He added, "(In the chaos) that's where people most need you: in those messy, chaotic times. And I didn't know that when I was your age ... I thought that life was about making your own life as comfortable as possible, and when others needed help, I'd sort of stay away and hope that their problems went away. Oh, I was sympathetic, but I didn't want anything to make my own life any more messy. But, that's not what Misericordia is. When you feel someone in need, even if it seems overwhelming or chaotic, and whether it's someone in your family or in your circle of friends or at work, enter into their chaos, and give them some 'Misericordia.'"
During his Jesuit novitiate, Martin worked in a hospice for the sick and dying with the Missionaries of Charity and at an orphanage in Kingston, Jamaica; at a homeless shelter in Boston, and at the Nativity Mission School, a Jesuit school for inner-city boys in New York City. He also studied philosophy at Loyola University Chicago, Illinois, and worked in an outreach program with street-gang members in Chicago housing projects. For his regency assignment, he worked for two years with the Jesuit Refugee Service/East Africa in Nairobi, Kenya.
Father Martin is the author and editor of several books, and has written articles for Catholic publications, including America, Commonweal, U.S. Catholic, Catholic Digest and The (London) Tablet. He also has published articles in national news outlets, including The New York Times, The Wall Street Journal, Time, CNN, The Huffington Post and The Washington Post website. He has commented on religion and spirituality in the international media, including National Public Radio, Comedy Central, Fox News, ABC, NBC, CBS, CNN, MSNBC, PBS, The History Channel, the BBC, National Geographic, and Vatican Radio. He also served as a commentator for ABC News during the 2013 papal conclave and during Pope Francis's visit to the United States in 2015.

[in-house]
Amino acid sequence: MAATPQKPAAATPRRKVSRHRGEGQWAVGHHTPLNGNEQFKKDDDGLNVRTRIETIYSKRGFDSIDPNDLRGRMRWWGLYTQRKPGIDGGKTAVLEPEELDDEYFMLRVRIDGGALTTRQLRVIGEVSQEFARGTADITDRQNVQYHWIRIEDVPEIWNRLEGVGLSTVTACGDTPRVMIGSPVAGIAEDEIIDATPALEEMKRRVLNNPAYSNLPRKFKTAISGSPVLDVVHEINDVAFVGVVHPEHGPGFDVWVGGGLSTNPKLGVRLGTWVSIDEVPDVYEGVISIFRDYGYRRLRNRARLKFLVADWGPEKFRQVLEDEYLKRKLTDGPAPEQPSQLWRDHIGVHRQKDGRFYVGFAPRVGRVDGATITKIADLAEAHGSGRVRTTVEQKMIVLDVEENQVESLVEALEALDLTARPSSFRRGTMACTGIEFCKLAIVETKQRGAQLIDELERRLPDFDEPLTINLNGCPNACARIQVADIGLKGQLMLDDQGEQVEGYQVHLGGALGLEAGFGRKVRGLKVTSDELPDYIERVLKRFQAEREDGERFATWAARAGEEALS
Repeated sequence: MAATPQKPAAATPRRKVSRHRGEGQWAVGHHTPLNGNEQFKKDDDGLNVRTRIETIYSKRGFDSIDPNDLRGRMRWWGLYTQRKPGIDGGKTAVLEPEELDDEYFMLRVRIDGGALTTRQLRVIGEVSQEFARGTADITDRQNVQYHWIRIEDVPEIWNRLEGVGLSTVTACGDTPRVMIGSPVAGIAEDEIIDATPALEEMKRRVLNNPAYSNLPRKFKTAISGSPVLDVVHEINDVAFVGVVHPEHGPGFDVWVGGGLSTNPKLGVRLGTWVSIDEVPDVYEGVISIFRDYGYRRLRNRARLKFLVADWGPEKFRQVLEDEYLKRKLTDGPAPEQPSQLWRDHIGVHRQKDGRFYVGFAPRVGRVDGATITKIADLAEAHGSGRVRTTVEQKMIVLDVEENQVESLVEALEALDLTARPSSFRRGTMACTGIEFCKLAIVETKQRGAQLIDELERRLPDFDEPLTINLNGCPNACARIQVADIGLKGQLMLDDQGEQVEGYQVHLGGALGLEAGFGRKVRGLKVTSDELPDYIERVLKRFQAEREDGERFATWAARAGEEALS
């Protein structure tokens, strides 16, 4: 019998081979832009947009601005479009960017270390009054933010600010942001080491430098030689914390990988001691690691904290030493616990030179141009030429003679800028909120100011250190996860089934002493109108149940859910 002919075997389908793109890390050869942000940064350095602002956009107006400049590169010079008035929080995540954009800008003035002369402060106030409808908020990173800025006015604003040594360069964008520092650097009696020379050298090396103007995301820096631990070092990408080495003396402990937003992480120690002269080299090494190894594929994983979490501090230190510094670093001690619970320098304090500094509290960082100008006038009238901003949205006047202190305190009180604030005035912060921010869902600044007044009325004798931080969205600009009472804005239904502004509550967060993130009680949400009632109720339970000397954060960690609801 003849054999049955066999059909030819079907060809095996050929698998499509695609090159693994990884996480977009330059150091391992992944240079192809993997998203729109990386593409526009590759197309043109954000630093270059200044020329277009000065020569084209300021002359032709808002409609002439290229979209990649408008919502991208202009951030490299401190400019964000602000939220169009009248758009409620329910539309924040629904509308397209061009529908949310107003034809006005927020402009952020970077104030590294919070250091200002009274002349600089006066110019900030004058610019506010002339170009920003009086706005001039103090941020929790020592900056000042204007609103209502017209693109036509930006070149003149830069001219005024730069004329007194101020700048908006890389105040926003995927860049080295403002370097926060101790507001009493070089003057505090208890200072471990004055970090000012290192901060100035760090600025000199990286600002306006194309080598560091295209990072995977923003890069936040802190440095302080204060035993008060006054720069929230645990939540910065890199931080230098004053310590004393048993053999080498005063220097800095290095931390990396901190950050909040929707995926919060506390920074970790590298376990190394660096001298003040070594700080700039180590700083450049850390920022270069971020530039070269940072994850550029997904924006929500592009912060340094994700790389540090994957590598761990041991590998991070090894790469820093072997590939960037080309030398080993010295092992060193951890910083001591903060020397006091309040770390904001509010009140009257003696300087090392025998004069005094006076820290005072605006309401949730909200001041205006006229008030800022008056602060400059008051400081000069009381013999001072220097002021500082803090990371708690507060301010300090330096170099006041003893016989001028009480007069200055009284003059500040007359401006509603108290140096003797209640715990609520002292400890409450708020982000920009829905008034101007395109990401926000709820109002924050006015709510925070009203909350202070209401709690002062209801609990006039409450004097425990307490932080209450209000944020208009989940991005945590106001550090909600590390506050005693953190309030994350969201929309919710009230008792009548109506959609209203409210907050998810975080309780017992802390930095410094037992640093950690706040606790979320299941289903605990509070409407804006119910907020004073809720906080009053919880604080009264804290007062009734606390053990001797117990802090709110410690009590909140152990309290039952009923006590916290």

His most recent book, "Building a Bridge: How the Catholic Church and the LGBT Community Can Enter into a Relationship of Respect, Sensitivity and Compassion," was published in 2017. His book "Seven Last Words: An Invitation to a Deeper Friendship with Jesus" was published in 2016 and his first novel, "The Abbey: A Story of Discovery," preceded it in 2015. His book, "Jesus: A Pilgrimage," published in 2014, combines travel narrative, biblical criticism and spiritual reflections on the life of Christ. It was a New York Times best seller and won a Christopher Award and a Catholic Press Association Award.
During the ceremony, Father Martin was awarded an honorary Doctor of Humane Letters degree.